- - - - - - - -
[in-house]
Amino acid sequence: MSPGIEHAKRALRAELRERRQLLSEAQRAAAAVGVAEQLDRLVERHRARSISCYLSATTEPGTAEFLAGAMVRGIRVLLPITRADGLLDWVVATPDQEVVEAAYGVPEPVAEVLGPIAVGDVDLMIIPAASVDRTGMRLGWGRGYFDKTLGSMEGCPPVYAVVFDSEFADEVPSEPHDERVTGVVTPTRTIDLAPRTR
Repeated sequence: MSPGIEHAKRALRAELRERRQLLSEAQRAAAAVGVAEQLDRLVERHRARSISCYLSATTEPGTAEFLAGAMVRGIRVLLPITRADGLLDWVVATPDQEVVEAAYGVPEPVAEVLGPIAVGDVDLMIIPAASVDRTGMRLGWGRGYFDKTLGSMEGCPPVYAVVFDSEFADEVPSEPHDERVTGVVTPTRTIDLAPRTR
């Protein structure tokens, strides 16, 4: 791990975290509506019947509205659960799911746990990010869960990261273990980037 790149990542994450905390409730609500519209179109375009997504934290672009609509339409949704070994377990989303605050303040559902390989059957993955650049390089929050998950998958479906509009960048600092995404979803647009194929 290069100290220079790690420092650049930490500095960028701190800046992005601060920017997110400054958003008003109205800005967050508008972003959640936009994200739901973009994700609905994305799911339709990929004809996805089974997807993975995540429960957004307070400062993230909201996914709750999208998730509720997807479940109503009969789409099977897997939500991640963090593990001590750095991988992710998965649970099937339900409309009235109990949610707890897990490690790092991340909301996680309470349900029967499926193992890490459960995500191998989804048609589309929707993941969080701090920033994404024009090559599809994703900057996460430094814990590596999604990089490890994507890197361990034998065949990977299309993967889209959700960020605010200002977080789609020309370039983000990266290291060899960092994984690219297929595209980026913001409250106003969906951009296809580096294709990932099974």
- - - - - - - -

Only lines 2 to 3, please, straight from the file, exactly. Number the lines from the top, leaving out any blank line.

Amino acid sequence: MSPGIEHAKRALRAELRERRQLLSEAQRAAAAVGVAEQLDRLVERHRARSISCYLSATTEPGTAEFLAGAMVRGIRVLLPITRADGLLDWVVATPDQEVVEAAYGVPEPVAEVLGPIAVGDVDLMIIPAASVDRTGMRLGWGRGYFDKTLGSMEGCPPVYAVVFDSEFADEVPSEPHDERVTGVVTPTRTIDLAPRTR
Repeated sequence: MSPGIEHAKRALRAELRERRQLLSEAQRAAAAVGVAEQLDRLVERHRARSISCYLSATTEPGTAEFLAGAMVRGIRVLLPITRADGLLDWVVATPDQEVVEAAYGVPEPVAEVLGPIAVGDVDLMIIPAASVDRTGMRLGWGRGYFDKTLGSMEGCPPVYAVVFDSEFADEVPSEPHDERVTGVVTPTRTIDLAPRTR